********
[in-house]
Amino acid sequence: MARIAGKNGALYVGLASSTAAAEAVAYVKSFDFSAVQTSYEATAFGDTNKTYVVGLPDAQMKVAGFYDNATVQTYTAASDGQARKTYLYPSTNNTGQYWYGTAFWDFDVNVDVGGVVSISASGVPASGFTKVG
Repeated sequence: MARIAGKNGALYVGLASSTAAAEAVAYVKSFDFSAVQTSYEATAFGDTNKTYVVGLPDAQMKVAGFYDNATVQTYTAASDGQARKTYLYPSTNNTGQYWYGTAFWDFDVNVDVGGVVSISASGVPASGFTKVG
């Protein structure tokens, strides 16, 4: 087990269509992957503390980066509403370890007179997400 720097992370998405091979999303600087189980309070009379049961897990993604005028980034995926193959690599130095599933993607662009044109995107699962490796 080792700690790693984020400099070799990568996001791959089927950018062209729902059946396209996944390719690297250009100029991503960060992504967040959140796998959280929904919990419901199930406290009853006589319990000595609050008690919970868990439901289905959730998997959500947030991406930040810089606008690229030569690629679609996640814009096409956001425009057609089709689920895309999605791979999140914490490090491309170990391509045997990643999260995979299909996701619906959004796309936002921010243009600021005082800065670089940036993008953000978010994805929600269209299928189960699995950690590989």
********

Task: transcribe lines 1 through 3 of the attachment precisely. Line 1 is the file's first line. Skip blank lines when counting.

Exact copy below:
[in-house]
Amino acid sequence: MARIAGKNGALYVGLASSTAAAEAVAYVKSFDFSAVQTSYEATAFGDTNKTYVVGLPDAQMKVAGFYDNATVQTYTAASDGQARKTYLYPSTNNTGQYWYGTAFWDFDVNVDVGGVVSISASGVPASGFTKVG
Repeated sequence: MARIAGKNGALYVGLASSTAAAEAVAYVKSFDFSAVQTSYEATAFGDTNKTYVVGLPDAQMKVAGFYDNATVQTYTAASDGQARKTYLYPSTNNTGQYWYGTAFWDFDVNVDVGGVVSISASGVPASGFTKVG